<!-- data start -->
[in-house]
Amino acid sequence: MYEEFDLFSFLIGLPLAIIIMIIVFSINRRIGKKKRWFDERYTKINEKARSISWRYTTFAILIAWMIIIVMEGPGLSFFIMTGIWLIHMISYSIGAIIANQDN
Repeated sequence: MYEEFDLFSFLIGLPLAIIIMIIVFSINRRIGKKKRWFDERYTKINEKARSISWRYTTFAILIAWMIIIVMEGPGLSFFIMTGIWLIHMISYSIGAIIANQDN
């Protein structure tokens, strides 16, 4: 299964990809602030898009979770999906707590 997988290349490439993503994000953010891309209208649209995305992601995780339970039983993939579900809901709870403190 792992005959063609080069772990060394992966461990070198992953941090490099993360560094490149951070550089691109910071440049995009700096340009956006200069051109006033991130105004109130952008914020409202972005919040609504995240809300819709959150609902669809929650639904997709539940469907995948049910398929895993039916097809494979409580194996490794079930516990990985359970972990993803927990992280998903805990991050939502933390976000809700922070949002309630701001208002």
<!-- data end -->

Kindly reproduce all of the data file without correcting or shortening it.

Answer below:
[in-house]
Amino acid sequence: MYEEFDLFSFLIGLPLAIIIMIIVFSINRRIGKKKRWFDERYTKINEKARSISWRYTTFAILIAWMIIIVMEGPGLSFFIMTGIWLIHMISYSIGAIIANQDN
Repeated sequence: MYEEFDLFSFLIGLPLAIIIMIIVFSINRRIGKKKRWFDERYTKINEKARSISWRYTTFAILIAWMIIIVMEGPGLSFFIMTGIWLIHMISYSIGAIIANQDN
């Protein structure tokens, strides 16, 4: 299964990809602030898009979770999906707590 997988290349490439993503994000953010891309209208649209995305992601995780339970039983993939579900809901709870403190 792992005959063609080069772990060394992966461990070198992953941090490099993360560094490149951070550089691109910071440049995009700096340009956006200069051109006033991130105004109130952008914020409202972005919040609504995240809300819709959150609902669809929650639904997709539940469907995948049910398929895993039916097809494979409580194996490794079930516990990985359970972990993803927990992280998903805990991050939502933390976000809700922070949002309630701001208002």